Selective Cyclooxygenase-2 Inhibitors and Non-small Cell Lung Cancer

Author(s): C. Gridelli, P. Maione, G. Airoma, A. Rossi

Journal Name: Current Medicinal Chemistry

Volume 9 , Issue 21 , 2002

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Lung cancer is the leading cause of death from cancer in most developed nations. The most common type of lung cancer is of non-small cell histology, representing approximately 80% of the total. Despite aggressive treatments in early stages and improvement of polychemotherapy outcomes in advanced disease, the five years survival rate for lung cancer remains under 15%. Fortunately, our improved knowledge of tumor biology and mechanisms of oncogenesis suggests several new potential targets for clinical research in cancer therapy. A substantial body of evidence indicates that cyclooxigenase (COX)-2 and prostaglandins (PGs) play an important role in tumorigenesis. Mechanisms involved in COX-2 participation in tumorigenesis and tumor growth include xenobiotic metabolism, angiogenesis stimulation, inhibition of immune surveillance and inhibition of apoptosis. COX-2 is frequently overexpressed in bronchial premalignancy, lung adenocarcinoma and squamous cell carcinoma and COX-2 overexpression is a marker of poor prognosis in surgically resected stage I non-small cell lung cancer. Treatment with COX-2 inhibitors reduces the growth of NSCLC cells in vitro and in xenograft studies. Recent studies have defined some of the mechanisms involved in COX-2 participation in NSCLC development and diffusion. These evidences support the hypothesis that selective COX-2 inhibitors (coxibs) may prove beneficial in the prevention and treatment of NSCLC.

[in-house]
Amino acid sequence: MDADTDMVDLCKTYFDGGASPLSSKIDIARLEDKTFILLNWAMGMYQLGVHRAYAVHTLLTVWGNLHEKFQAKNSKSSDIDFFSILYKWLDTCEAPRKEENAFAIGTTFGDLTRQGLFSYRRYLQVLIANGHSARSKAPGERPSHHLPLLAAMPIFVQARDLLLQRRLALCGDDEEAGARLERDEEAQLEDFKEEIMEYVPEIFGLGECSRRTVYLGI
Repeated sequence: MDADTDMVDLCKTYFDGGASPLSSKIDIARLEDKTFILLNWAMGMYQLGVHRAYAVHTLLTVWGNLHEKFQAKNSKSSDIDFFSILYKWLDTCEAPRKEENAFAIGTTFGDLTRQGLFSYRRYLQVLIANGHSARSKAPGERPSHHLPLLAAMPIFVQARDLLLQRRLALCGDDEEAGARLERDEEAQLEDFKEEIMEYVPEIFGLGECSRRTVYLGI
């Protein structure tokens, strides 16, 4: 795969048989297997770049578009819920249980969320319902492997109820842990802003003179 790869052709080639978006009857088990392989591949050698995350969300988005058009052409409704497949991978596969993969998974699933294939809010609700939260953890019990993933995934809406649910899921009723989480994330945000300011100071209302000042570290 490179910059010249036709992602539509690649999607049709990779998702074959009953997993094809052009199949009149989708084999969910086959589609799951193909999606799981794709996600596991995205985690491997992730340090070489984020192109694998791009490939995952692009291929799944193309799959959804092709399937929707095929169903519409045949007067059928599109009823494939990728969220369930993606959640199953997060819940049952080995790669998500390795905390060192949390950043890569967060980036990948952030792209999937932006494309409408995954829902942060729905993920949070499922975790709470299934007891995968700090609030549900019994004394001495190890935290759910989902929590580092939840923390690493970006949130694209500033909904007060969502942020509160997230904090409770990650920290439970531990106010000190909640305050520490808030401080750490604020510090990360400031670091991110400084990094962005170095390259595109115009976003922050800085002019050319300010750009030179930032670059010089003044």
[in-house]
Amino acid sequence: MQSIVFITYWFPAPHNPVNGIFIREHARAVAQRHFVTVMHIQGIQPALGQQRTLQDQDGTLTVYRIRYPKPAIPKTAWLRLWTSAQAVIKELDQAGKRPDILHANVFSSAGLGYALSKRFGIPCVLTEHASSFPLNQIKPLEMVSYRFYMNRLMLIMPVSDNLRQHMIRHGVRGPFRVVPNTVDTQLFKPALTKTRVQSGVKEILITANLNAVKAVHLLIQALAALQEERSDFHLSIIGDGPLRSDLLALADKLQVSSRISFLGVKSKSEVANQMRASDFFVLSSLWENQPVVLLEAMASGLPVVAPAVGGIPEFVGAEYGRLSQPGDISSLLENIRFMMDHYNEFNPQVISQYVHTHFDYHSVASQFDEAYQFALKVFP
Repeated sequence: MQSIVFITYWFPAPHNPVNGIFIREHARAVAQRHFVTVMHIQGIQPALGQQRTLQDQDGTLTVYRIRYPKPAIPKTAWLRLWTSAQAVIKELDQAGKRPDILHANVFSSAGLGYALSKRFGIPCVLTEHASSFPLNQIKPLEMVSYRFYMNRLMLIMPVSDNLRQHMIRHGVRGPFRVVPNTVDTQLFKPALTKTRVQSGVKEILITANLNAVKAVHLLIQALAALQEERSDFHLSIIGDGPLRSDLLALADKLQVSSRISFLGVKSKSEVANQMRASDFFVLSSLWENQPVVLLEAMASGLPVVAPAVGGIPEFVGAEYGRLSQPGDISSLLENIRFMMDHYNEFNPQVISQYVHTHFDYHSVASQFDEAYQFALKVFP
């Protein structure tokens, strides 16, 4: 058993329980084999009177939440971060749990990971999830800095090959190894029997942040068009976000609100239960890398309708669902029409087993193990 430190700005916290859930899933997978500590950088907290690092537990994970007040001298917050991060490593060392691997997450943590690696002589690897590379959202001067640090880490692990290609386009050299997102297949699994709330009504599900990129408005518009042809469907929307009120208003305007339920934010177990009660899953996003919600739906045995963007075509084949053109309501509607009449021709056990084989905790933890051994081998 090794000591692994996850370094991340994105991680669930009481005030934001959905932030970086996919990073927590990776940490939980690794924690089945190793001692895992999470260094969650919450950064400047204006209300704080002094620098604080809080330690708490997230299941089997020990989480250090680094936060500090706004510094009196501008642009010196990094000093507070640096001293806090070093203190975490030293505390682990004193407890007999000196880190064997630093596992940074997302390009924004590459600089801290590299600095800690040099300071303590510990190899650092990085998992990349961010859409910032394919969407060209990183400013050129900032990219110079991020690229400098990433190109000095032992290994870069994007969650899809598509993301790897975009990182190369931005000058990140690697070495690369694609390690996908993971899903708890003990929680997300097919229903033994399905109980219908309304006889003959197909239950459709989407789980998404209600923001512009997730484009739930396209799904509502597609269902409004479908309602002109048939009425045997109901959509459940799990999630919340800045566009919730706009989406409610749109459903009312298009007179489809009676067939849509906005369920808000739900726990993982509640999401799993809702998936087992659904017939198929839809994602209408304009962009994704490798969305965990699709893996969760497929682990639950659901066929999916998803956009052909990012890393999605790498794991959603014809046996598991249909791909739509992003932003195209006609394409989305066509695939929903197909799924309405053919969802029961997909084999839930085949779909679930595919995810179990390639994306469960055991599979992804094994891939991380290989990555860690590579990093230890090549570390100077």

Keywords: non-small cell lung cancer, cyclooxygenase-2, selective cyclooxygenase-2 inhibitors, chemotherapy, chemoprevention

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Article Details

Year: 2002
Page: [1851 - 1858]
Pages: 8
DOI: 10.2174/0929867023368863
Price: $65

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